Kembra Howdeshell, Ph.D., from the National Toxicology Program (NTP), learned on Feb. 12 that she is this year’s recipient of the F. Clarke Fraser New Investigator Award from the Teratology Society. “This award is conveyed to you in recognition of the research and stewardship you have contributed to the field of birth defects research and the Teratology Society,” wrote the society’s Awards Committee Chair Nicole Kleinstreuer, Ph.D., also from NTP. Kleinstreuer received the same award two years ago.
Howdeshell works in the NTP Office of Health Assessment and Translation (OHAT), where she uses her background in reproductive and developmental toxicology to evaluate published research for findings that link environmental exposures or other substances of interest to NTP with harmful health effects in humans.
“I have a special interest in the effects of endocrine-disrupting chemicals on offspring, following exposure during pregnancy,” Howdeshell said. “Several of my projects at the NTP have involved agents that are known to cause birth defects. The newest of those is the just-released final report on risks to chemotherapy workers, which may include miscarriage.” (See sidebar.)
“Throughout her career, and most recently via her role in OHAT, Kembra has made major contributions to the field of endocrine disruption research and led multi-stakeholder efforts via collaborative projects, scientific symposia, and journal special issues,” said Kleinstreuer. “Her outstanding contributions to developmental and reproductive toxicology, in combination with her commitment to mentorship, made her a perfect choice for this award.”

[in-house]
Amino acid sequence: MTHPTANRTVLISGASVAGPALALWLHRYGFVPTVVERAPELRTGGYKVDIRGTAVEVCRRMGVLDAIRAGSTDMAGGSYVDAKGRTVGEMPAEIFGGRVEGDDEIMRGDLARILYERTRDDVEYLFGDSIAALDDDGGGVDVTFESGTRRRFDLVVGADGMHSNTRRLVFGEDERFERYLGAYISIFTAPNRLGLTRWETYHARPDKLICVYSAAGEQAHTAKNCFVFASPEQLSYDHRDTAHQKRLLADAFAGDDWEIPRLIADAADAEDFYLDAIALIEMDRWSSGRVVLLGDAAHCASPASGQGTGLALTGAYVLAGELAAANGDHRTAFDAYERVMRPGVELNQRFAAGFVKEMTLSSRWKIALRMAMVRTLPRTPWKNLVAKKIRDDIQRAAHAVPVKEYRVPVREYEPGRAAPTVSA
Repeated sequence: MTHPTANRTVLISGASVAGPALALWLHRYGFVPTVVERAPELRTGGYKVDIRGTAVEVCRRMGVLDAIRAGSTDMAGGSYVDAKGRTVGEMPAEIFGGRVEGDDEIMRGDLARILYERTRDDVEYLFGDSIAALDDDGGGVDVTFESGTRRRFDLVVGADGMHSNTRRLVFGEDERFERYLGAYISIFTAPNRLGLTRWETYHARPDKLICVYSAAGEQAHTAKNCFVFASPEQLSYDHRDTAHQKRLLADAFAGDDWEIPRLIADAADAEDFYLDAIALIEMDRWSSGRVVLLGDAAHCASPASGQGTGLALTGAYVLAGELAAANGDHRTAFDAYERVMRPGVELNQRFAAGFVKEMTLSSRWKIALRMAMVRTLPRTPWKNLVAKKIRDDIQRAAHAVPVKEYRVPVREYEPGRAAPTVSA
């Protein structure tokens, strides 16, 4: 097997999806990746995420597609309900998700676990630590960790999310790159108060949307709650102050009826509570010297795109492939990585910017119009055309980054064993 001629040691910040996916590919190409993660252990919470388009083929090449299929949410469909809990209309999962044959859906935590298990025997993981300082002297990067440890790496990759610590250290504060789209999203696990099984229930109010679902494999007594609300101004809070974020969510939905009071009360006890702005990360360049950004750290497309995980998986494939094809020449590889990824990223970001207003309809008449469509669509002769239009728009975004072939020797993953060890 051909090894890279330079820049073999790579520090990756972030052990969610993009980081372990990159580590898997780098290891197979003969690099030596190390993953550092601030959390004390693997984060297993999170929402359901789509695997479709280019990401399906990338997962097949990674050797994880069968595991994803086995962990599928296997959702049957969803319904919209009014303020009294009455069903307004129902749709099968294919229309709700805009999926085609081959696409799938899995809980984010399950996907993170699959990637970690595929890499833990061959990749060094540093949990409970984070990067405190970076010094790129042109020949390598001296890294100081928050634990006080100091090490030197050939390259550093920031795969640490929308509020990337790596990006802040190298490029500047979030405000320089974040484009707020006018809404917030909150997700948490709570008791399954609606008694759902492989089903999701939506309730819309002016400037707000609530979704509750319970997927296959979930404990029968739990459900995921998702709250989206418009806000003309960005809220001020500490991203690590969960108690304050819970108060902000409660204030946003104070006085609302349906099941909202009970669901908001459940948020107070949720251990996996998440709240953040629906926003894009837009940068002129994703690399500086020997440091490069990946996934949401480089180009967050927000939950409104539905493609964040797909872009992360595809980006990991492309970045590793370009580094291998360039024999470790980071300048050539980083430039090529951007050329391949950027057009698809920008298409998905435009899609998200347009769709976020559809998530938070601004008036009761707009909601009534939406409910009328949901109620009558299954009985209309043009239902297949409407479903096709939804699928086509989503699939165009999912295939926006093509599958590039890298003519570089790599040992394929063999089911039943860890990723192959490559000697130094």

Mentoring and service
In addition to a scientist’s own research, the Teratology Society award recognizes contributions to the society, as well as the ability to serve as a role model for early-career researchers. A society member since 2013, Howdeshell has organized and co-chaired several symposia, including one on evaluating reproductive developmental effects of botanical supplements. Her other service includes committee work and representing the society to other organizations.
Mentorship is nothing new to Howdeshell. She mentored an undergraduate student in the NIEHS Scholars Connect Program in 2015-2016 and continues to judge their poster presentation competitions as her schedule permits.
Beyond the institute, Howdeshell has volunteered as a peer reviewer for the Sigma Xi Grants-in-Aid-of-Research program, which funds small research grants for undergraduate and graduate students. She regularly serves as a host mentor in the Society of Toxicology’s undergraduate education programs at the annual meetings. “I also enjoy interacting with science students through my husband’s work in the Guilford College Physics Department,” she said.
As the F. Clarke Fraser New Investigator, Howdeshell will present a talk at the society’s annual meeting in San Diego. These presentations are geared toward inspiring students and others around career paths in birth defects research. “Based upon your extensive background and contributions to the field of teratology, we anticipate that you will be able to put together a wonderful presentation,” Kleinstreuer wrote.